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The European Physical Journal Special Topics

, Volume 225, Issue 8–9, pp 1757–1774 | Cite as

Breaking a virus: Identifying molecular level failure modes of a viral capsid by multiscale modeling

  • V. Krishnamani
  • C. Globisch
  • C. Peter
  • M. DesernoEmail author
Regular Article Specific Models to Tackle Fundamental Questions
Part of the following topical collections:
  1. Modern Simulation Approaches in Soft Matter Science: From Fundamental Understanding to Industrial Applications

Abstract

We use coarse-grained (CG) simulations to study the deformation of empty Cowpea Chlorotic Mottle Virus (CCMV) capsids under uniaxial compression, from the initial elastic response up to capsid breakage. Our CG model is based on the MARTINI force field and has been amended by a stabilizing elastic network, acting only within individual proteins, that was tuned to capture the fluctuation spectrum of capsid protein dimers, obtained from all atom simulations. We have previously shown that this model predicts force-compression curves that match AFM indentation experiments on empty CCMV capsids. Here we investigate details of the actual breaking events when the CCMV capsid finally fails. We present a symmetry classification of all relevant protein contacts and show that they differ significantly in terms of stability. Specifically, we show that interfaces which break readily are precisely those which are believed to form last during assembly, even though some of them might share the same contacts as other non-breaking interfaces. In particular, the interfaces that form pentamers of dimers never break, while the virtually identical interfaces within hexamers of dimers readily do. Since these units differ in the large-scale geometry and, most noticeably, the cone-angle at the center of the 5- or 6-fold vertex, we propose that the hexameric unit fails because it is pre-stressed. This not only suggests that hexamers of dimers form less frequently during the early stages of assembly; it also offers a natural explanation for the well-known β-barrel motif at the hexameric center as a post-aggregation stabilization mechanism. Finally, we identify those amino acid contacts within all key protein interfaces that are most persistent during compressive deformation of the capsid, thereby providing potential targets for mutation studies aiming to elucidate the key contacts upon which overall stability rests.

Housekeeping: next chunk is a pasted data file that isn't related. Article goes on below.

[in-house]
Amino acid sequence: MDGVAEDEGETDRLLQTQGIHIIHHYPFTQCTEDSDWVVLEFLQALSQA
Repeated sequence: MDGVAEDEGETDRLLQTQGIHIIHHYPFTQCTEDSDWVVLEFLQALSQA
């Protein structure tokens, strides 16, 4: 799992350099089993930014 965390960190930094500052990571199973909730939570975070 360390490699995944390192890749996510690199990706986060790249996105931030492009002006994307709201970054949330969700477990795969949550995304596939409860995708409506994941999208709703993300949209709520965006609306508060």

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Copyright information

© EDP Sciences and Springer 2016

Authors and Affiliations

  • V. Krishnamani
    • 1
  • C. Globisch
    • 2
  • C. Peter
    • 2
  • M. Deserno
    • 3
    Email author
  1. 1.Department of Molecular Physiology and BiophysicsUniversity of Iowa, Carver College of MedicineIowa CityUSA
  2. 2.Department of ChemistryUniversity of Konstanz,Konstanz, Germany Max-Planck-Institute for Polymer ResearchMainzGermany
  3. 3.Department of PhysicsCarnegie Mellon UniversityPittsburghUSA

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